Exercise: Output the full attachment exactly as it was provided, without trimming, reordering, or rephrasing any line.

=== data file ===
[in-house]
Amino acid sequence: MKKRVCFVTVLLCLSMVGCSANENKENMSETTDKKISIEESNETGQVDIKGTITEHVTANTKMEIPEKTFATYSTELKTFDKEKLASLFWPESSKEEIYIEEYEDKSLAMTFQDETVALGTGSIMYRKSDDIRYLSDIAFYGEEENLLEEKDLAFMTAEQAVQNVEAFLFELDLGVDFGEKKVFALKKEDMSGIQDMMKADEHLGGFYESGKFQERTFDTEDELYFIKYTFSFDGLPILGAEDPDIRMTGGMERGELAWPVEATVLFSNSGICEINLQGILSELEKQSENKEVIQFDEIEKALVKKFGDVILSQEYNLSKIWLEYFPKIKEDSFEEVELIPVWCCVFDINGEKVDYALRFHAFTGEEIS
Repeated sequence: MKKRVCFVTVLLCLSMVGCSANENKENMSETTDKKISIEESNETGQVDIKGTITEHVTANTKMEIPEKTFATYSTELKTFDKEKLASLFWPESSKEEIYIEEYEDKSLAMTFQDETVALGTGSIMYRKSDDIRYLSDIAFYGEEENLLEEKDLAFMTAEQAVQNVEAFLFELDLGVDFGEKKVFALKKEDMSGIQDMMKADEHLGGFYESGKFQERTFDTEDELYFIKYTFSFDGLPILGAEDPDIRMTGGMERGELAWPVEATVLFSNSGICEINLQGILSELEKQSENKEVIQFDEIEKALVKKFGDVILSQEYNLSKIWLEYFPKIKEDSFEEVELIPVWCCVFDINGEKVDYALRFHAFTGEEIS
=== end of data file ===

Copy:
[in-house]
Amino acid sequence: MKKRVCFVTVLLCLSMVGCSANENKENMSETTDKKISIEESNETGQVDIKGTITEHVTANTKMEIPEKTFATYSTELKTFDKEKLASLFWPESSKEEIYIEEYEDKSLAMTFQDETVALGTGSIMYRKSDDIRYLSDIAFYGEEENLLEEKDLAFMTAEQAVQNVEAFLFELDLGVDFGEKKVFALKKEDMSGIQDMMKADEHLGGFYESGKFQERTFDTEDELYFIKYTFSFDGLPILGAEDPDIRMTGGMERGELAWPVEATVLFSNSGICEINLQGILSELEKQSENKEVIQFDEIEKALVKKFGDVILSQEYNLSKIWLEYFPKIKEDSFEEVELIPVWCCVFDINGEKVDYALRFHAFTGEEIS
Repeated sequence: MKKRVCFVTVLLCLSMVGCSANENKENMSETTDKKISIEESNETGQVDIKGTITEHVTANTKMEIPEKTFATYSTELKTFDKEKLASLFWPESSKEEIYIEEYEDKSLAMTFQDETVALGTGSIMYRKSDDIRYLSDIAFYGEEENLLEEKDLAFMTAEQAVQNVEAFLFELDLGVDFGEKKVFALKKEDMSGIQDMMKADEHLGGFYESGKFQERTFDTEDELYFIKYTFSFDGLPILGAEDPDIRMTGGMERGELAWPVEATVLFSNSGICEINLQGILSELEKQSENKEVIQFDEIEKALVKKFGDVILSQEYNLSKIWLEYFPKIKEDSFEEVELIPVWCCVFDINGEKVDYALRFHAFTGEEIS